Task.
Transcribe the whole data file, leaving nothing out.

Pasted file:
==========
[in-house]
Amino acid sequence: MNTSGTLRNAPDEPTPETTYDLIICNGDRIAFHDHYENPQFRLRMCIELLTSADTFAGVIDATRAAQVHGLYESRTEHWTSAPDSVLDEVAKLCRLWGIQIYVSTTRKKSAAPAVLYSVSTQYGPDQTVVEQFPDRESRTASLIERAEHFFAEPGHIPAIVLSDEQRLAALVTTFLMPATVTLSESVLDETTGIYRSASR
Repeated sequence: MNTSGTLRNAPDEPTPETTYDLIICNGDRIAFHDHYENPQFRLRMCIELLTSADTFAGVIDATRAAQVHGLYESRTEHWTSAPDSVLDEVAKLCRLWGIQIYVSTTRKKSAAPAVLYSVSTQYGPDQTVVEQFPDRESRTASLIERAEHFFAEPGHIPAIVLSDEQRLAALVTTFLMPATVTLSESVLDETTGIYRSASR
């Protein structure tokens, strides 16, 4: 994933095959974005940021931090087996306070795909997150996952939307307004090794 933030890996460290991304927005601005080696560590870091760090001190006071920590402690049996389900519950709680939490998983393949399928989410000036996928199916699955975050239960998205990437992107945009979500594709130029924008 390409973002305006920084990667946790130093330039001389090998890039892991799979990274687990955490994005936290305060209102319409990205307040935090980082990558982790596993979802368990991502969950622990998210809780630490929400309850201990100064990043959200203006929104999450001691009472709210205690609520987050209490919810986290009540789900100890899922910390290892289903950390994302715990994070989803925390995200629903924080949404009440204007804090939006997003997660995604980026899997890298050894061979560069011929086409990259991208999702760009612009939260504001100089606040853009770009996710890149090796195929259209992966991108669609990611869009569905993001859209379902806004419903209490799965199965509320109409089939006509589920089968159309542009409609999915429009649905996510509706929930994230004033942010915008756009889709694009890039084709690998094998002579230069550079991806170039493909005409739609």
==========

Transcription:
[in-house]
Amino acid sequence: MNTSGTLRNAPDEPTPETTYDLIICNGDRIAFHDHYENPQFRLRMCIELLTSADTFAGVIDATRAAQVHGLYESRTEHWTSAPDSVLDEVAKLCRLWGIQIYVSTTRKKSAAPAVLYSVSTQYGPDQTVVEQFPDRESRTASLIERAEHFFAEPGHIPAIVLSDEQRLAALVTTFLMPATVTLSESVLDETTGIYRSASR
Repeated sequence: MNTSGTLRNAPDEPTPETTYDLIICNGDRIAFHDHYENPQFRLRMCIELLTSADTFAGVIDATRAAQVHGLYESRTEHWTSAPDSVLDEVAKLCRLWGIQIYVSTTRKKSAAPAVLYSVSTQYGPDQTVVEQFPDRESRTASLIERAEHFFAEPGHIPAIVLSDEQRLAALVTTFLMPATVTLSESVLDETTGIYRSASR
């Protein structure tokens, strides 16, 4: 994933095959974005940021931090087996306070795909997150996952939307307004090794 933030890996460290991304927005601005080696560590870091760090001190006071920590402690049996389900519950709680939490998983393949399928989410000036996928199916699955975050239960998205990437992107945009979500594709130029924008 390409973002305006920084990667946790130093330039001389090998890039892991799979990274687990955490994005936290305060209102319409990205307040935090980082990558982790596993979802368990991502969950622990998210809780630490929400309850201990100064990043959200203006929104999450001691009472709210205690609520987050209490919810986290009540789900100890899922910390290892289903950390994302715990994070989803925390995200629903924080949404009440204007804090939006997003997660995604980026899997890298050894061979560069011929086409990259991208999702760009612009939260504001100089606040853009770009996710890149090796195929259209992966991108669609990611869009569905993001859209379902806004419903209490799965199965509320109409089939006509589920089968159309542009409609999915429009649905996510509706929930994230004033942010915008756009889709694009890039084709690998094998002579230069550079991806170039493909005409739609």